Making the Most of YOUR Conference Experience

Are you headed to the ICMA Conference in San Antonio, your state association meeting or regional luncheon? Regardless of where you are headed, you’ll want to make the most of your time and your organization’s investment in you while you attend the event. But how do you get the most out of this conference? Simple: Be prepared. Have a plan. And, most importantly, BE YOURSELF. Your networking objective for any conference or event should be more than to walk away with a pile of business cards. The goal is to spark connections that can be the start of long-lasting, mutually beneficial relationships. Check out these 10 networking tips to help you get the most out of your conference experience before, during, and after the event:


1. Plan & Strategize.
Think about what you want to accomplish at the conference. Are you there to meet as many women as possible or do you want to make, say, five solid connections? Knowing this beforehand will help you to better prepare what you want to say and the questions you’ll want to ask. Come up with a few simple conversation starters that immediately engage that person such as, “Where do you work?” “How did you get started in your industry?” “I’d love to hear more about what you do.”

2. Elevate Your “Elevator” Speech.
Just about everyone has an elevator speech so it’s important that yours is one that will help you stand out from the crowd. Think of it as a 30-second commercial about yourself. Spend time thinking about what you want to say. Make it concise, creative, and focused. After you’ve written your speech down, practice saying it aloud. Be sure to time yourself—you don’t want it to be too long or to sound scripted!


3. Use Those Business Cards.
Don’t forget to take more business cards than you think you’ll need. There’s nothing worse than making a great connection but not being able to hand that person your card. And, don’t forget to use the blank side of the business cards you collect at the conference: After you’ve met someone, take a second to jot down a few key words or phrases that will help you remember who that person is and note any follow up actions.

4. Less Talk, More Listen.
While you, of course, want to tell people all about your career, your business, and/or your accomplishments, it is also important to make sure you don’t do all the talking. Networking shouldn’t be only about you, let the other person speak. Learn about what they do. Be sure to listen carefully, show that you are genuinely interested in what that person is saying. In the end, this will allow you to make a deeper connection with her.

5. Ask Perceptive Questions.
Think of the questions you want to ask of those you meet. Go beyond the typical, “And what do you do?” Try to dig a little deeper. If speaking to an entrepreneur, ask how she got started; what were the challenges that she faced? Once you hear her story, your questions can become more specific. But don’t make this an interview—keep your tone conversational. Mention some anecdote about yourself or somebody else that ties into what the person just said.

6. Put Away the Electronics.
As hard as it may be, it’s important to not whip out your Smartphone, Blackberry, and other electronic devices the minute you sit down for lunch or a break. These are key times for networking. If you are texting away, you’ll seem unapproachable and distant. That’s not the point of a networking conference. You want to always be available to talk and make connections.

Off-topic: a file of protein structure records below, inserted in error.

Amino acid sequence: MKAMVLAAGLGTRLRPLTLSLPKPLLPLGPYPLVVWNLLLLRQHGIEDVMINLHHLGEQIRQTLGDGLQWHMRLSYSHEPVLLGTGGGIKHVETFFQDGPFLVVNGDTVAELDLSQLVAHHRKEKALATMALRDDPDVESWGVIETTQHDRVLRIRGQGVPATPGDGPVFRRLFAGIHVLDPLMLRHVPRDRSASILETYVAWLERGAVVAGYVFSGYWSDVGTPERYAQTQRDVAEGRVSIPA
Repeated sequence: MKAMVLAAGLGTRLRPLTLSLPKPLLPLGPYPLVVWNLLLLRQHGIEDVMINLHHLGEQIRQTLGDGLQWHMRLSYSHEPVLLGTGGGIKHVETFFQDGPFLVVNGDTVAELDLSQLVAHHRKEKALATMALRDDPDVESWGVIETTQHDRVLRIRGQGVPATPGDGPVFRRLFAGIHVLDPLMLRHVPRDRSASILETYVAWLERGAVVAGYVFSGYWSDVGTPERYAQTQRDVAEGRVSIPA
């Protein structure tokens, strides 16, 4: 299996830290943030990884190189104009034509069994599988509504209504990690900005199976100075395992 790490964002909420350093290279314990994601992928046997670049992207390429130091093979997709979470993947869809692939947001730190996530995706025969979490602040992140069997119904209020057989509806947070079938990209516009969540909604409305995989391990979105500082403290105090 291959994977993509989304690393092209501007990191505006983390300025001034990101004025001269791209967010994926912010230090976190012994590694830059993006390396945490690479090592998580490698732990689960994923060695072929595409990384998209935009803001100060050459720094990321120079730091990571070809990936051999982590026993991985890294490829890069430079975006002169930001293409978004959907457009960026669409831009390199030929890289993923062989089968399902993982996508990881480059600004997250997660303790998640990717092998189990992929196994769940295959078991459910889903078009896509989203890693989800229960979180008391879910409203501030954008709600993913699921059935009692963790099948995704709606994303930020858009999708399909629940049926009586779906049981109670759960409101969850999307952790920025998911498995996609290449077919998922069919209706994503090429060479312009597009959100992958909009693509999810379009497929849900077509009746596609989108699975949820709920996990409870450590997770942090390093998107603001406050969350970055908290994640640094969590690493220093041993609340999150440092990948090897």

Conference  Don’t obsess over your phone. Get out and meet people!

7. Be Confident.
For some, entering a room full of people they don’t know can seem intimidating. Sort of like walking into the cafeteria on the first day at a new school! Just remember, everyone at the conference shares a common interest with you. It’s often easier to insert yourself into small and/or odd-numbered groups. Be confident. Approach a group of two, three, or five people, smile, and introduce yourself. Use some of the conversation starters you prepared. Listen to what they’re talking about and add what you can to the conversation.


8. Promises. Promises.
After the conference, be sure to follow up on any promises you made. Whether it was helping someone in a job search or reaching out to a mutual contact, be sure to follow through on what you said you would do. This sincerity and trustworthiness reinforces your personal brand. It will enhance your reputation with the person you networked with, and that person’s connections, as well, and will go far in helping you establish a long-lasting business relationship.

9. Do Your Homework.
Once you get home or back to your office, don’t just put away those business cards─ now’s the time to organize them and your thoughts about the conference. Make a more complete list of the contacts you made, the topics you discussed, the tips and resources you discovered. Research the people you networked with and their companies for a more comprehensive understanding of what they do and, ultimately, what they may be able to do for you.

10. Follow-Up Emails.
It’s important to send follow up emails to those you connected with, but why not wait a day or two? This way, your correspondence won’t be lost in the flurry of emails that everyone sends the minute they leave the conference. Just be sure to reference what you spoke about; perhaps send a relevant article, or mention something specific that occurred at the conference. And be sure to make a concrete plan to meet or speak again in the near future.


Reprinted with permission from Women360